CANADA FX DEBT-C$ holds steady as central bank policies mulled

* C$ at C$0.9745 vs US$, or $1.0262
    * BoC's hawkish stance helping C$ attract int'l flows
    * Bonds rise across curve

    By Solarina Ho
    TORONTO, Sept 19 (Reuters) - Canada's dollar was a notch
higher against its U.S. counterpart on Wednesday, trading within
a narrow range and bucking a fall in oil prices, as the market
contemplated the implications of easing monetary policies among
central banks.
    The Bank of Japan became the latest major central bank to
ease its monetary policy, increasing asset purchases by more
than double what some had expected. Overnight, the yen weakened
to a four-month low to the Canadian dollar before recovering.
    Japan's move followed similar steps from the Federal Reserve
and the European Central Bank this month.
    Meanwhile, the euro erased gains as investors waited to see
whether Spain would apply for aid and trigger the European
Central Bank's bond-buying program. 
    "The market is just digesting all that information and
trying to understand what it means. In principle, they're great
initiatives," said Gareth Sylvester, director at Klarity FX.
    He said the stimulus measures have helped the financial
markets, but added, "is it now really going to have the desired
effect on the real economy? ... The market is in a bit of a
holding pattern after last week's volatility and reaction to the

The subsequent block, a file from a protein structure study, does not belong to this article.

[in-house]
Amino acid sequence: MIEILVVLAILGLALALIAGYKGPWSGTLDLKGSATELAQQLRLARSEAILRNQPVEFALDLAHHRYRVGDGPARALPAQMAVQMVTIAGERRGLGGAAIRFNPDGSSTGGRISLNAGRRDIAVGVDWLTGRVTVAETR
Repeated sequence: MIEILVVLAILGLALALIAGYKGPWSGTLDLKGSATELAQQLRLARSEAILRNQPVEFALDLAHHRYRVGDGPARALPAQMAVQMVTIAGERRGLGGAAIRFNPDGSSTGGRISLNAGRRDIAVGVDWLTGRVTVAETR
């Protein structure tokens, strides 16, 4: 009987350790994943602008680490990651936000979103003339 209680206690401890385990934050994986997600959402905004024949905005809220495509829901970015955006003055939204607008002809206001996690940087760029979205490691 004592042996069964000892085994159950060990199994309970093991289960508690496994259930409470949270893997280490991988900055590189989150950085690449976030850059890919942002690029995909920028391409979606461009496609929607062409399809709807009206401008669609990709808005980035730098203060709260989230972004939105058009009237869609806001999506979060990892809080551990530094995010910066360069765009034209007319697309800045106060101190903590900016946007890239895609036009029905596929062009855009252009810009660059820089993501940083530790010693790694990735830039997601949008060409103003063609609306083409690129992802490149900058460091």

Fed and the ECB." 
    The Canadian dollar closed Wednesday's North
American session at C$0.9745 versus the U.S. dollar, or $1.0262,
essentially unchanged from Tuesday's finish at C$0.9746, or
    "My sense is Canada should weaken off a little bit from
these levels, but I am surprised by the amount of Canadian
dollar buyers we are seeing every time we get above C$0.9750,"
said Firas Askari, head of foreign exchange trading at BMO
Capital Markets.
    Askari said fundamentally, the currency should be trading
closer to the C$0.98 and C$0.9850 range. But with Canada being
the only member of the Group of Seven wealthy nations that has a
central bank with a tightening bias, he said the currency is
attracting international capital flows.
    If the currency can break through the C$0.9765 to C$0.9780
range, analysts believe the Canadian dollar could test the
C$0.9890 to C$0.9900 range.
    Strategists say there is little to sway the markets this
week, however, with Canadian inflation data this Friday the
first piece of major economic news since the Fed announced its
latest monetary policy. 
    Canadian government bond prices rose across the curve. The
two-year bond climbed 2.5 Canadian cents to yield
1.167 percent, while the benchmark 10-year bond 
gained 23 Canadian cents, yielding 1.890 percent.